Summer abundance. Foliage everywhere. Bay laurel and thyme laurel reach new heights. Tomatoes weighing down their stems. Rose bushes in a sorry state due to too little water and some nasty little spiders. My garden greeted me and reprimanded me. How could you let me get into this state? No one here to care for me through a long hot summer? Barely watered grass, and the rest, completely ignored to do as it might.
My new sprinkler is missing a piece -- so it goes, perhaps it became a toy for the numerous children amongst the renters? -- so I set up the old one, with a very small radius, and every hour or two moved it about the lawn, close to the tomatoes as the evening (relative) cool set in and the danger of the burning sun had passed. I doused the compost pile for a few hours -- hard to make good black earth out of dry, dry, desiccated matter, and there too, I doubt the renters added to it. A pity. The range of plants along my back fence are out of the reach of my hose, so I hooked up a "home-made" attachment (one of my pool hoses) to better soak the climbing roses and the pink oleander. Perhaps one of the climbing roses is no longer (the one I planted this spring, surprise, surprise), but I'm crossing my fingers.
My sore thumbs, wrists and pectoral muscles are witnesses to my gung-ho effort (what is it about being in one's home, without children, and post-vacation that just spurs you on to crazy challenges?) to prune all the bushes. Now, I have to admit my gardening ignorance is high, and, when possible, I have delegated these tasks to others (in general strong men with the proper tools). But this time was different. I was on my own, and rather content to be so, and, I had only a very old and not particularly sharp pair of clippers at hand. Thus, with a rudimentary tool and will power, I went at those bushes, wacking off height, breadth and too many pockets of spiders to count. One pouch sent flying by my efforts landed a handful of miniscule, pale, nearly see-through, baby spiders upon my arms (and no doubt my hair too, but I wasn't really thinking of such as I just kept at it). Good thing Jonas wasn't with me. His fear of spiders already had him sharing my bed far more than once this summer.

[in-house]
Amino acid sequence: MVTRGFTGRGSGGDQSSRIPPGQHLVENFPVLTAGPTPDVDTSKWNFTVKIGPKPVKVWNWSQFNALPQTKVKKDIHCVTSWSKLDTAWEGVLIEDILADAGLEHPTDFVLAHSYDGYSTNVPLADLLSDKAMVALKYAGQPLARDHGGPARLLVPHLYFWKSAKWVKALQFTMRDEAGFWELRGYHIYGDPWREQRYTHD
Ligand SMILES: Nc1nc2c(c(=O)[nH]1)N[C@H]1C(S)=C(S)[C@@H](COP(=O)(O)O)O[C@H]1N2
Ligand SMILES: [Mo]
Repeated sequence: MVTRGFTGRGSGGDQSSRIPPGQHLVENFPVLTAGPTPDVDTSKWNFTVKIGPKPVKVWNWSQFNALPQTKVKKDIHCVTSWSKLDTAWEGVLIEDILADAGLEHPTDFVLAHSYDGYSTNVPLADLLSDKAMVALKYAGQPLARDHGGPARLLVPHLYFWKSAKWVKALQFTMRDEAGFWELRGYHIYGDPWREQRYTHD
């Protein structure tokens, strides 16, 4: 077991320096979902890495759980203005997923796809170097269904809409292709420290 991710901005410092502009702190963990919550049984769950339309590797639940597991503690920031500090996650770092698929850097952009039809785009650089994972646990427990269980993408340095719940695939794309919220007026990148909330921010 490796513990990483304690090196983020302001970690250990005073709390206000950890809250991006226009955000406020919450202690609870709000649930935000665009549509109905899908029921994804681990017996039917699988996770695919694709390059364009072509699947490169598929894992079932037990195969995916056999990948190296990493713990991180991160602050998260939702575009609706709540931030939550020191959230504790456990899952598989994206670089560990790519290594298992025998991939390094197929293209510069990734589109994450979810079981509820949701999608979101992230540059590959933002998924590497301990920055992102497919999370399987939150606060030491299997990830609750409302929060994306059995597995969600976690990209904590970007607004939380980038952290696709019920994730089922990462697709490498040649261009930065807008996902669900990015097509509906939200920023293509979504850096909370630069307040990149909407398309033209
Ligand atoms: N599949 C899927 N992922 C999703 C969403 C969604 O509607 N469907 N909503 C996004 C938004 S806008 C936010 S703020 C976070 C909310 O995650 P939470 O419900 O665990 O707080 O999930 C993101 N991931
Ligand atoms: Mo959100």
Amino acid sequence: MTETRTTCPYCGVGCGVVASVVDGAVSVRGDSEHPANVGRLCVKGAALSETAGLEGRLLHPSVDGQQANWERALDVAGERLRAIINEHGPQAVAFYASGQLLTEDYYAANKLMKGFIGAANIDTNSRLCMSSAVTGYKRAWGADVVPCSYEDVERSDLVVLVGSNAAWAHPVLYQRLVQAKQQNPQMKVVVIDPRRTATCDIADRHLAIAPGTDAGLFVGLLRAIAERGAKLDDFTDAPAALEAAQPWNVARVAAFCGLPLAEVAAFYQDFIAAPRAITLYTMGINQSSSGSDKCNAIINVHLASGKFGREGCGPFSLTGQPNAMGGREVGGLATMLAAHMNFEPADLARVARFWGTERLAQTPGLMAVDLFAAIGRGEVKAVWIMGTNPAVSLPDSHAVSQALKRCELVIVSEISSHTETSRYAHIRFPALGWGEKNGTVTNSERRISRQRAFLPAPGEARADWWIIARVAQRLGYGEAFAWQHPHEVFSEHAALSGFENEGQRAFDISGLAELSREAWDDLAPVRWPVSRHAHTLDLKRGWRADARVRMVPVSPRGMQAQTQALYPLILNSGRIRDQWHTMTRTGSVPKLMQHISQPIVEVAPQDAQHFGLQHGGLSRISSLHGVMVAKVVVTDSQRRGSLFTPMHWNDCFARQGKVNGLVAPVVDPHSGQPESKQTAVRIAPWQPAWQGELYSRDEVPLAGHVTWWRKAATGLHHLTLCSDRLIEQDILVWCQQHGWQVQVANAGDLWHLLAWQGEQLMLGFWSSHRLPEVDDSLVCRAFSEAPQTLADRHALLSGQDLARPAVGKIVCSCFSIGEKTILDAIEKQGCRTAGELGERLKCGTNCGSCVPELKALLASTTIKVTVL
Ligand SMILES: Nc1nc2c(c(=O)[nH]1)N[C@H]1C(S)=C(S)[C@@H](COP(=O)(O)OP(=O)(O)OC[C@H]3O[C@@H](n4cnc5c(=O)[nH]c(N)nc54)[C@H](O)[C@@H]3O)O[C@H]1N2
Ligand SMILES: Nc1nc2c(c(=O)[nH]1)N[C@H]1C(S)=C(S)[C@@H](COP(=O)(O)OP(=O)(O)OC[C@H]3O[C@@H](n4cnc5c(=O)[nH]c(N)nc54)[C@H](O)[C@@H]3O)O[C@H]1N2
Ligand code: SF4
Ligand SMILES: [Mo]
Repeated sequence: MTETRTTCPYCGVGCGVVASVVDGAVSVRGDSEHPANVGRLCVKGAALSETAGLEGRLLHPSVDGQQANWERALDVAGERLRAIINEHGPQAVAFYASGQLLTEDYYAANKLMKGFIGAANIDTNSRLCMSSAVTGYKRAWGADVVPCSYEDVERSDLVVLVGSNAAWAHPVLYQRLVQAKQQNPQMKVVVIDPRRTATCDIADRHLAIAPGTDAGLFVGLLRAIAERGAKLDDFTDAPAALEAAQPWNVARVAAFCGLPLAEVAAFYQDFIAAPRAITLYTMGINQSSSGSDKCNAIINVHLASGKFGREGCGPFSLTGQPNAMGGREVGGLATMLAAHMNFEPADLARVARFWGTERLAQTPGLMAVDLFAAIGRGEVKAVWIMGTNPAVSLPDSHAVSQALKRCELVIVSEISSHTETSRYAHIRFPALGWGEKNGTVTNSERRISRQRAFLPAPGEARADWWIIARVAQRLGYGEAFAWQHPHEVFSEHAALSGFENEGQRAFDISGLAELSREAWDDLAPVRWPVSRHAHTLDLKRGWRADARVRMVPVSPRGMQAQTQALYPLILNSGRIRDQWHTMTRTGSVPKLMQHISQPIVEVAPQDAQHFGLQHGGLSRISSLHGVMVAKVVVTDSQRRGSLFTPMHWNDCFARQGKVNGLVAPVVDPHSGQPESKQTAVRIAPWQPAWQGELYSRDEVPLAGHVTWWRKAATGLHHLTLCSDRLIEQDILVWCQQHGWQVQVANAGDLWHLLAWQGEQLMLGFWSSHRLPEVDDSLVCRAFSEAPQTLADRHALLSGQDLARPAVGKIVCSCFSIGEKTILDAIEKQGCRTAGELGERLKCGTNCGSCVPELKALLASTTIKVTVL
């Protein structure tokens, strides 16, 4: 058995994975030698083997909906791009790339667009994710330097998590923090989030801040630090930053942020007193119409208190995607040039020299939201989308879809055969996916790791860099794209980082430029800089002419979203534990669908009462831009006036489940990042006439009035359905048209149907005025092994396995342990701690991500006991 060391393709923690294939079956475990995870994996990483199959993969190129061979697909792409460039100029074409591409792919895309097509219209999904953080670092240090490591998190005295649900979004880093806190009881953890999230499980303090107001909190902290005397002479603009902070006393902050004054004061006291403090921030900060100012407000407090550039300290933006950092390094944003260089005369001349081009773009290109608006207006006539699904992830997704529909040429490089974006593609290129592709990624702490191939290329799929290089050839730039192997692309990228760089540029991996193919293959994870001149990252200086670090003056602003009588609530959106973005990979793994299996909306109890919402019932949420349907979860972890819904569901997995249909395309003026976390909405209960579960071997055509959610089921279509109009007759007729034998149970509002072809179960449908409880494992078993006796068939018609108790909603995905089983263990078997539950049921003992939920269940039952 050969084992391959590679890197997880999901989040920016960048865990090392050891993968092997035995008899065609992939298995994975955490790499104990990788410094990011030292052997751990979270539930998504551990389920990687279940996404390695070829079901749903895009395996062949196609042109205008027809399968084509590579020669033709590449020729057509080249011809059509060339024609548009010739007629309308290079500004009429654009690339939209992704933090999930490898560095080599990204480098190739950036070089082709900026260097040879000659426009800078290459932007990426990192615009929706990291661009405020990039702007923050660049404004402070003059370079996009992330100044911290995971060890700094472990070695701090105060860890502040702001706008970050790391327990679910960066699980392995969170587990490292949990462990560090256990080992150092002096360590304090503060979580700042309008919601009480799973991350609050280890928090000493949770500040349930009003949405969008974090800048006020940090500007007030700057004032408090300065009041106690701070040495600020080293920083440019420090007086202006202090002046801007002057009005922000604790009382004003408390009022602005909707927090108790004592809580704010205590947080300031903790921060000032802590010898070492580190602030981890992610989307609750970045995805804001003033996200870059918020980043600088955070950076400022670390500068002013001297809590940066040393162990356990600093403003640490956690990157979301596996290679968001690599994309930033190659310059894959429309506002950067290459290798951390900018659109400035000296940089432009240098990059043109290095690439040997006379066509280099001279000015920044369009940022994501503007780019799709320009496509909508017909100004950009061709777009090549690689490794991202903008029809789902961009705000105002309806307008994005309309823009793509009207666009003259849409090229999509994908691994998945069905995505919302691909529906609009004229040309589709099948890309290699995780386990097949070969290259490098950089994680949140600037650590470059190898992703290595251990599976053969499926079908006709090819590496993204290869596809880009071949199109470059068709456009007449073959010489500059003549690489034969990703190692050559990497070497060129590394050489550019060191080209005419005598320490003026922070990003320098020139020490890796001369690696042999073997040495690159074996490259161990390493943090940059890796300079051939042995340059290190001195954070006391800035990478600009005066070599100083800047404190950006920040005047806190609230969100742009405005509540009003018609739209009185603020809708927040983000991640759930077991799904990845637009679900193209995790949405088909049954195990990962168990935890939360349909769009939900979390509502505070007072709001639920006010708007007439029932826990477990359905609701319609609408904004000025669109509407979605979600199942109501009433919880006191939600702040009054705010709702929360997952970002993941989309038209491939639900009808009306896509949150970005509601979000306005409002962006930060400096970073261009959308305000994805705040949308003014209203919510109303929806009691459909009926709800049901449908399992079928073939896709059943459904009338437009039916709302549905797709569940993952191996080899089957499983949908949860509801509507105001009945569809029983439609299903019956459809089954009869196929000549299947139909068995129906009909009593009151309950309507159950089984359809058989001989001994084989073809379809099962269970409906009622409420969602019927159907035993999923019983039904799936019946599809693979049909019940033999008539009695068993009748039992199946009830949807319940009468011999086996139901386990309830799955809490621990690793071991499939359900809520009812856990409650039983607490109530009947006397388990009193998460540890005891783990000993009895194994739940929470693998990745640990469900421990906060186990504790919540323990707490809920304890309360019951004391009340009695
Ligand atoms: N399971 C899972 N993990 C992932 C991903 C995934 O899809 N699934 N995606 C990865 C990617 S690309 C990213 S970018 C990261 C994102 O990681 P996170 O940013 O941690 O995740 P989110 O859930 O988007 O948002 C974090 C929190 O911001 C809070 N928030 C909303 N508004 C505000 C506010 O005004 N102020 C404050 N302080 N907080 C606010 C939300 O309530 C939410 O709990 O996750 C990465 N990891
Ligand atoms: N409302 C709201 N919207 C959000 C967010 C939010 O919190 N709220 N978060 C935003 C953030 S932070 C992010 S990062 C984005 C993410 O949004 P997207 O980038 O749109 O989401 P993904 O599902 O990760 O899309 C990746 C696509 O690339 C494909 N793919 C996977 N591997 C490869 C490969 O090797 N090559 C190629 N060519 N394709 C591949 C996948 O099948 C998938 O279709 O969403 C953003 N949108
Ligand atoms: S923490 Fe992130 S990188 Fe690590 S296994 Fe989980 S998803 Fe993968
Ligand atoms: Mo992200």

Needless to say, I started in the somewhat cooler air of the morning, but by the time I had accomplished my tasks the thermometer was nearing 35C (93F) if not topping it in the sunshine, with more promised as the sun crossed the sky above. As I moved the hose through the kitchen to the front garden and my rose bushes planted there, I felt sad. I do hope my roses will come back next year. The combination of severe dry weather, and these spiders that leave white sticky deposits on the stems is a bit much. I was drastic in my pruning (after reading a gardening book stating that I could prune in August), and hope I've not delivered the fatal blow. They brought me such joy this spring. Never before in my life had I had a rose garden. Such a simple, and for many a trite, pleasure derived from the natural world surrounding me.
Spring in Provence is one of those moments that keep me here. Though the summer can be beastly me hot and send into hiding, the spring is magical, a moment of gathering momentum, colors suddenly transforming from pink to green, blossom making way for leaf, a range of tones and promise that enchants. I thought often of this as I looked around me in Northern Michigan. Could I give up spring in Provence for a new life in these northern woods? Would a magnificent (if very long) winter and glorious autumn compensate? Perhaps, but the nostalgia would be there.
Meantime, it is summer, I'm sweating buckets, and all is cooked, as far as the eye can see. Lethargy sets in, or restlessness. Next burst of energy I'll attack the spider webs all over the house, but for this, first to the store for more vacuum bags. At least the mosquitoes are few.